It’s one thing for a political party to send out a fund-raising mailer designed to look like an official Census Bureau document, in the apparent hope of bamboozling some confused recipients into opening it. After all, who among us hasn’t done that at some point?
But it takes some chutzpah to double down on the tactic, even after the Census Bureau itself, as well as members of Congress from your own party, have complained about it — and to do it in the same year that the actual Census is being conducted.
That’s what Michael Steele and the Republican National Committee are doing. Check out this mailer, dated February 8, and obtained by TPMmuckraker.
“PROCESS IMMEDIATELY — 2010 CONGRESSIONAL DISTRICT CENSUS ENCLOSED,” reads the official-looking envelope, which also says “DO NOT DESTROY — OFFICIAL DOCUMENT.”
Inside the envelope, a letter from Steele tells recipients: “I have authorized a Census [note the upper-case ‘C’] to be conducted of every Congressional District in the country. Enclosed is your official 2010 CONGRESSIONAL DISTRICT CENSUS registered CODE …. in your name as a representative of your area.”
Further down, Steele cuts to the chase. “And when you send back your completed Census,” he writes, “I urge you to also demonstrate your commitment to the Republican Party by including a generous donation of $25, $50, $100, $250 — or even $500.”
Following the letter is a survey, which asks for responses to questions like: “Do you trust the Democrats to take all steps necessary to keep our nation secure in this age where terrorists could strike our country at any moment.”
In response, an RNC spokesman told TPMmuckraker in an emailed statement: “The document clearly indicates that it is an RNC mailer. The purpose of this document is to gather Republican opinion from across the country, while also raising funds vital for electoral success in November.”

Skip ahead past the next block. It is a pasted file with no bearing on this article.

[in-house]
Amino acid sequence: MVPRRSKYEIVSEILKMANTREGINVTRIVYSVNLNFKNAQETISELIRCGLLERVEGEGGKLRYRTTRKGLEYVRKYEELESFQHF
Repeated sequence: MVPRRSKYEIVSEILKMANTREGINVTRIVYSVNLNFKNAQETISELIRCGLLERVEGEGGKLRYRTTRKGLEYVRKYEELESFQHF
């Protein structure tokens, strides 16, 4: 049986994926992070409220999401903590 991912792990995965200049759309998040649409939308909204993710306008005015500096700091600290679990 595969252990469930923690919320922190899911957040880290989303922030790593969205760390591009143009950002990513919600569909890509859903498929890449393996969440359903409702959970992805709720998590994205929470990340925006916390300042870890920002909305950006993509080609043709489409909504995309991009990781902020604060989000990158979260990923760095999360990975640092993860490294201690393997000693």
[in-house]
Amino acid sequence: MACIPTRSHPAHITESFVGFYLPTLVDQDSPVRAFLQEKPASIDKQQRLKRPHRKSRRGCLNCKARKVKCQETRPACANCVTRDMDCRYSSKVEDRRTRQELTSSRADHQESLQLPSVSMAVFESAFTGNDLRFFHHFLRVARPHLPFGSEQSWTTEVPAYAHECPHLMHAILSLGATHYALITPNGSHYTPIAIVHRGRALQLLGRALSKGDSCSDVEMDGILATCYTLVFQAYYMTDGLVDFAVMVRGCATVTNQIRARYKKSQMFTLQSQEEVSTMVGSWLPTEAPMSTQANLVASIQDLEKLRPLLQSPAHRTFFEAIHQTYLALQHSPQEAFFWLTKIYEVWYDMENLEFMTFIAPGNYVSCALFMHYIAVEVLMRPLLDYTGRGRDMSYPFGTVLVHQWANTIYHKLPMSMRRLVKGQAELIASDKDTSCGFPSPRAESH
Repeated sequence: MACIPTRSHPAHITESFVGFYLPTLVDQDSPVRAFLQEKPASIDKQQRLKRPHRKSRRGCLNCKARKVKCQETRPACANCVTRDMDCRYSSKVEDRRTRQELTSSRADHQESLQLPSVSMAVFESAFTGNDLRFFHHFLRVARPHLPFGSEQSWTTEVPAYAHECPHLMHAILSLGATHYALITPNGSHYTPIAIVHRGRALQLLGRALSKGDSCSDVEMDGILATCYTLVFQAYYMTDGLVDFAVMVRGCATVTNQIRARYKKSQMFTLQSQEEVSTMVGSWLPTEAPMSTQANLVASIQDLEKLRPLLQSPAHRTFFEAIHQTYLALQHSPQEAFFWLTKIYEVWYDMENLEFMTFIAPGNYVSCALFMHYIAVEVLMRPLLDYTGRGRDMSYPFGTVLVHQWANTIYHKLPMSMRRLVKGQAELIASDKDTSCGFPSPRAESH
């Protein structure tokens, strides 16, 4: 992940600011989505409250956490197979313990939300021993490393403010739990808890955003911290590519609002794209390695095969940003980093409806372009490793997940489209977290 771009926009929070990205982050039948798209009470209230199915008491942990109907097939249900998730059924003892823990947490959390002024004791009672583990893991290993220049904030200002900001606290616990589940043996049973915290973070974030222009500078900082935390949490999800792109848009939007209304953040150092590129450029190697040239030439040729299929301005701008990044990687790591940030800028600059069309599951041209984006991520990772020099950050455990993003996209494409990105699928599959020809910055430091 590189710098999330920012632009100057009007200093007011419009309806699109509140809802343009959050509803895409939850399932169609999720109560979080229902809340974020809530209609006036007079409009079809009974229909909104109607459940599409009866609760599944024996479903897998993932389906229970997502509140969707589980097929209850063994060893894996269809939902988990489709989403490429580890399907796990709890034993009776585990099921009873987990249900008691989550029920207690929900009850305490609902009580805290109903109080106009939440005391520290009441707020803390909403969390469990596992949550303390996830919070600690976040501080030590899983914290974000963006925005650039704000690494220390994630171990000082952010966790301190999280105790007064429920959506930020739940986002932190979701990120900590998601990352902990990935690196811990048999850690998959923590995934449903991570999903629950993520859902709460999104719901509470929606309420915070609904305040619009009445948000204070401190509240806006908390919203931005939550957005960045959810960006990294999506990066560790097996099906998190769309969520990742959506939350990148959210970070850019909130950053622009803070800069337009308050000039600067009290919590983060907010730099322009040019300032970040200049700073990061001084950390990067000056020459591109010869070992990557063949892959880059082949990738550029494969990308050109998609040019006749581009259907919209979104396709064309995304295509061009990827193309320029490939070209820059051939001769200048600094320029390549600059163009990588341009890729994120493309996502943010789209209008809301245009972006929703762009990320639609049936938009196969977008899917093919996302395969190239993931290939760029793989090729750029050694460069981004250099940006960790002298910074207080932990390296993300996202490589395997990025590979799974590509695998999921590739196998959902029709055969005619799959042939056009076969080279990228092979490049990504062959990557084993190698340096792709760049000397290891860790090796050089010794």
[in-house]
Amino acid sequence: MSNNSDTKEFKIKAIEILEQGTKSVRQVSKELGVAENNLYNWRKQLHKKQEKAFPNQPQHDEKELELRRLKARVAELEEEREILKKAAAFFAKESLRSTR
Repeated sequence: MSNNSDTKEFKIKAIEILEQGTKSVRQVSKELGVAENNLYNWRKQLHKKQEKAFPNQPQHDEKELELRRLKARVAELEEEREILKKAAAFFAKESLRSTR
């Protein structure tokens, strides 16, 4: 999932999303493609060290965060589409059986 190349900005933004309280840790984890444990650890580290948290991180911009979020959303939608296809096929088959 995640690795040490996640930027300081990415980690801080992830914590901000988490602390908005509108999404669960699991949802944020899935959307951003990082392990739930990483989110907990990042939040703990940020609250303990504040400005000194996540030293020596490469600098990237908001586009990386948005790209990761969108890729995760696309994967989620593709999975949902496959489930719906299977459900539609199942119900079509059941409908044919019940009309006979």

An earlier version of the mailer that appeared last fall drew intense criticism from members of Congress of both parties, and current and former Census Bureau officials.
“My biggest concern,” said Dennis Johnson, who runs the bureau’s Kansas City, “is that it might be confusing to some residents who get this and then get the real one in a couple of months.”
A former Census Bureau director, appointed by President George H. W. Bush, blasted that mailer as “blatantly attempting to interfere with the United States’ 2010 Census of the Population.”
Two Democrats on the House subcommittee that oversees the Census wrote to the Postmaster General about the mailer. “We believe that the RNC mailings are an attempt to mislead recipients and appear to us to be violations of federal law,” wrote Reps. Carolyn Maloney (NY) and William Lacy Clay (MO). Even Rep. Patrick McHenry (NC) — a Republican with a reputation for intense partisanship — has raised concerns. “Congressman McHenry is very concerned about the integrity of the census and would discourage any organization from distributing information that intentionally or not is easily confused with official U.S. Census materials,” his spokeswoman told Politico.
Despite the bipartisan outrage, the RNC apparently had no qualms about doubling down on the strategy.